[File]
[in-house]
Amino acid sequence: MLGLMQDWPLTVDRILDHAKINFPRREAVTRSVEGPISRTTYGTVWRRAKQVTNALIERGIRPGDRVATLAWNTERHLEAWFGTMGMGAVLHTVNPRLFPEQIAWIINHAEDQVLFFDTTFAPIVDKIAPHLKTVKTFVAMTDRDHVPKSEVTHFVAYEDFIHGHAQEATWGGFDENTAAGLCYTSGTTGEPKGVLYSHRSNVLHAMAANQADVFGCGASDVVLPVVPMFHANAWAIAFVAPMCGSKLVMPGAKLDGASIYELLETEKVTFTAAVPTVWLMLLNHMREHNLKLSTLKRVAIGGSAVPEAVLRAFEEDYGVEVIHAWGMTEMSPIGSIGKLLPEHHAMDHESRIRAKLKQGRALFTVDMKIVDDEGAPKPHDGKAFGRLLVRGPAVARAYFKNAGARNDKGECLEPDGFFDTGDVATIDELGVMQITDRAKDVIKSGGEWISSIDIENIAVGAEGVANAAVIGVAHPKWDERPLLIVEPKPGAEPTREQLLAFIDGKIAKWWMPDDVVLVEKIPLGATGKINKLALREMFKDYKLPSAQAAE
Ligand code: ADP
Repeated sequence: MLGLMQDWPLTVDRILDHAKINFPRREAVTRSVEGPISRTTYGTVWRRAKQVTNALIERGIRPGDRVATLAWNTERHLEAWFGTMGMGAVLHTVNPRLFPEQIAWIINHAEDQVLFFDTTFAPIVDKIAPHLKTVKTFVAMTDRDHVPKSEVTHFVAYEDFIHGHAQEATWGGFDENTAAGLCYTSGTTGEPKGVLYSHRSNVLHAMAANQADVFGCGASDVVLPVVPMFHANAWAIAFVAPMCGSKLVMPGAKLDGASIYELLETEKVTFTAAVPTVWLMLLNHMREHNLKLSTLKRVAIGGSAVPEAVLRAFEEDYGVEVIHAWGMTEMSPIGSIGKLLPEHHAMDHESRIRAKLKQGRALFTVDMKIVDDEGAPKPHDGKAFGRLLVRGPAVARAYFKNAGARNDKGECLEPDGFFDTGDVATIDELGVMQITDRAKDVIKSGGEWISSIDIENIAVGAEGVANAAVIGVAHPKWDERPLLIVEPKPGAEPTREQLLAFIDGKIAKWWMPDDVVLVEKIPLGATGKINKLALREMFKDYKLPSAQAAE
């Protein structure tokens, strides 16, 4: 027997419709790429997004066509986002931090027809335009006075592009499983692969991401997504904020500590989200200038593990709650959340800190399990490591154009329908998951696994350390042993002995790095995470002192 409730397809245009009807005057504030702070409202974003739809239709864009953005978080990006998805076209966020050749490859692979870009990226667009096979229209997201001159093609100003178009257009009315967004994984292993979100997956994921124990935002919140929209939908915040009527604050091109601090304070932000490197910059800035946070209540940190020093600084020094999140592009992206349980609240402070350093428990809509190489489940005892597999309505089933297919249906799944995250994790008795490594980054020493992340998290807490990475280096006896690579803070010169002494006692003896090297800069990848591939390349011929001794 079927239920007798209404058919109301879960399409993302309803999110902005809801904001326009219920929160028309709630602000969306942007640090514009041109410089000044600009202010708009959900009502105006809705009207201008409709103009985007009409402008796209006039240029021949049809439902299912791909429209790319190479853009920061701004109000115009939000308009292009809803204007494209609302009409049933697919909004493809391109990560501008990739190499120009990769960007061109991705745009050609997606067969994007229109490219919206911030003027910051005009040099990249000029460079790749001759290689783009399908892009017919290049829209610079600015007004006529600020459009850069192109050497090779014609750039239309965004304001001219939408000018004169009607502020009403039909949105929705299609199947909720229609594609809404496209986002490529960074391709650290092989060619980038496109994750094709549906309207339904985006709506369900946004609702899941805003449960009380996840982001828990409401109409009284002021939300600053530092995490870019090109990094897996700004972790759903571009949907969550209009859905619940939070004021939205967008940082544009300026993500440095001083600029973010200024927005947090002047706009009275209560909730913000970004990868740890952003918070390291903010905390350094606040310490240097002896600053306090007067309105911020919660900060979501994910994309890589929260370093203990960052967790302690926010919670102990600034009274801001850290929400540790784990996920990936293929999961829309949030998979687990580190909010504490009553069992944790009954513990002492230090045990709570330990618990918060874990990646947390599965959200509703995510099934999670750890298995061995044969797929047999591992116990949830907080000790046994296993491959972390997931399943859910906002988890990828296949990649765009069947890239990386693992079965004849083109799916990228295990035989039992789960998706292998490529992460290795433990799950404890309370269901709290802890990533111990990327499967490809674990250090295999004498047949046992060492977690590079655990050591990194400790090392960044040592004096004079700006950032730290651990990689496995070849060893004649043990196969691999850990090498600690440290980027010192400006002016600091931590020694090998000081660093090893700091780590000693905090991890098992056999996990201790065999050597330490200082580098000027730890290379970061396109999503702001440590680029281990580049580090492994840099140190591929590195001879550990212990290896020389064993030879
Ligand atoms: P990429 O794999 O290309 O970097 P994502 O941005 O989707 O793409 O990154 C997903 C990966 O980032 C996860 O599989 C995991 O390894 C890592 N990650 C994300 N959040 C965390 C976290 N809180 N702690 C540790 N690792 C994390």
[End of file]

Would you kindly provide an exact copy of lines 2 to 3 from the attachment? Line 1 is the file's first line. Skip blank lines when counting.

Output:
Amino acid sequence: MLGLMQDWPLTVDRILDHAKINFPRREAVTRSVEGPISRTTYGTVWRRAKQVTNALIERGIRPGDRVATLAWNTERHLEAWFGTMGMGAVLHTVNPRLFPEQIAWIINHAEDQVLFFDTTFAPIVDKIAPHLKTVKTFVAMTDRDHVPKSEVTHFVAYEDFIHGHAQEATWGGFDENTAAGLCYTSGTTGEPKGVLYSHRSNVLHAMAANQADVFGCGASDVVLPVVPMFHANAWAIAFVAPMCGSKLVMPGAKLDGASIYELLETEKVTFTAAVPTVWLMLLNHMREHNLKLSTLKRVAIGGSAVPEAVLRAFEEDYGVEVIHAWGMTEMSPIGSIGKLLPEHHAMDHESRIRAKLKQGRALFTVDMKIVDDEGAPKPHDGKAFGRLLVRGPAVARAYFKNAGARNDKGECLEPDGFFDTGDVATIDELGVMQITDRAKDVIKSGGEWISSIDIENIAVGAEGVANAAVIGVAHPKWDERPLLIVEPKPGAEPTREQLLAFIDGKIAKWWMPDDVVLVEKIPLGATGKINKLALREMFKDYKLPSAQAAE
Ligand code: ADP